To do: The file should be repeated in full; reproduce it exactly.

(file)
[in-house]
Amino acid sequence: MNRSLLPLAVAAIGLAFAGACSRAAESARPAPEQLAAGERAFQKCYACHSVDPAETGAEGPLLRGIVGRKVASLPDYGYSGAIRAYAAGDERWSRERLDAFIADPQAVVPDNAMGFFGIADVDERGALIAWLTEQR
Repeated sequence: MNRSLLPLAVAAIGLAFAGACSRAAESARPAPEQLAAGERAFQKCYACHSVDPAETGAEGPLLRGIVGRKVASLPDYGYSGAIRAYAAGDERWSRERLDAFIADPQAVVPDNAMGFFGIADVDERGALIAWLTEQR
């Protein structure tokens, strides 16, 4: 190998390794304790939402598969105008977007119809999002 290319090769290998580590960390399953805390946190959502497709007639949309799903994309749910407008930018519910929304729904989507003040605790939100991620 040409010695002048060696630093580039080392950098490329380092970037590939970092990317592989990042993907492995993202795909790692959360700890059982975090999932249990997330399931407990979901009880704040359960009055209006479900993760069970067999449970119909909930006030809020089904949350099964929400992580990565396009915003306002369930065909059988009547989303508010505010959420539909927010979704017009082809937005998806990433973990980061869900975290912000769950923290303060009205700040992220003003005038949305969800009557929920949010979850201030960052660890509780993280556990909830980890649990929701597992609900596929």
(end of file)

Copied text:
[in-house]
Amino acid sequence: MNRSLLPLAVAAIGLAFAGACSRAAESARPAPEQLAAGERAFQKCYACHSVDPAETGAEGPLLRGIVGRKVASLPDYGYSGAIRAYAAGDERWSRERLDAFIADPQAVVPDNAMGFFGIADVDERGALIAWLTEQR
Repeated sequence: MNRSLLPLAVAAIGLAFAGACSRAAESARPAPEQLAAGERAFQKCYACHSVDPAETGAEGPLLRGIVGRKVASLPDYGYSGAIRAYAAGDERWSRERLDAFIADPQAVVPDNAMGFFGIADVDERGALIAWLTEQR
């Protein structure tokens, strides 16, 4: 190998390794304790939402598969105008977007119809999002 290319090769290998580590960390399953805390946190959502497709007639949309799903994309749910407008930018519910929304729904989507003040605790939100991620 040409010695002048060696630093580039080392950098490329380092970037590939970092990317592989990042993907492995993202795909790692959360700890059982975090999932249990997330399931407990979901009880704040359960009055209006479900993760069970067999449970119909909930006030809020089904949350099964929400992580990565396009915003306002369930065909059988009547989303508010505010959420539909927010979704017009082809937005998806990433973990980061869900975290912000769950923290303060009205700040992220003003005038949305969800009557929920949010979850201030960052660890509780993280556990909830980890649990929701597992609900596929």